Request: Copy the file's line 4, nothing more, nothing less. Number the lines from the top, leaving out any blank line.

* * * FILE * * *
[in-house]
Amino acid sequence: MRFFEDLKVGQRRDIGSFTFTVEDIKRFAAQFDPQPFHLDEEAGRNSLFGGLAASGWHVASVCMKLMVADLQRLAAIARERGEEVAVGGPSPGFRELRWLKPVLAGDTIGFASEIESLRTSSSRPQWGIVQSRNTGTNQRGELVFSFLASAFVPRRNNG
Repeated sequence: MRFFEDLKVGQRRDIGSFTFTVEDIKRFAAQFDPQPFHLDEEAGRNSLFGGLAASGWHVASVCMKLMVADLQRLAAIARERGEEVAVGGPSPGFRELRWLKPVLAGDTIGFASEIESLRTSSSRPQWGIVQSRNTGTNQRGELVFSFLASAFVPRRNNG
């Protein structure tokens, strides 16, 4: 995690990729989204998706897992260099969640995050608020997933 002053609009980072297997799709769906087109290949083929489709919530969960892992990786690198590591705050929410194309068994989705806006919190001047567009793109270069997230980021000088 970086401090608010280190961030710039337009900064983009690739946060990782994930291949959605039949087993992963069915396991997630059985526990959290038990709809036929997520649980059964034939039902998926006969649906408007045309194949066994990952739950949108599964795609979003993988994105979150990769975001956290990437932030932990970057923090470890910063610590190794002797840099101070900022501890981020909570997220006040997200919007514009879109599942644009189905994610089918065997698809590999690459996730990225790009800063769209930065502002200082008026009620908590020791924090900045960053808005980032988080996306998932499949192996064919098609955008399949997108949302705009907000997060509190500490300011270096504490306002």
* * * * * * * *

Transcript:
């Protein structure tokens, strides 16, 4: 995690990729989204998706897992260099969640995050608020997933 002053609009980072297997799709769906087109290949083929489709919530969960892992990786690198590591705050929410194309068994989705806006919190001047567009793109270069997230980021000088 970086401090608010280190961030710039337009900064983009690739946060990782994930291949959605039949087993992963069915396991997630059985526990959290038990709809036929997520649980059964034939039902998926006969649906408007045309194949066994990952739950949108599964795609979003993988994105979150990769975001956290990437932030932990970057923090470890910063610590190794002797840099101070900022501890981020909570997220006040997200919007514009879109599942644009189905994610089918065997698809590999690459996730990225790009800063769209930065502002200082008026009620908590020791924090900045960053808005980032988080996306998932499949192996064919098609955008399949997108949302705009907000997060509190500490300011270096504490306002």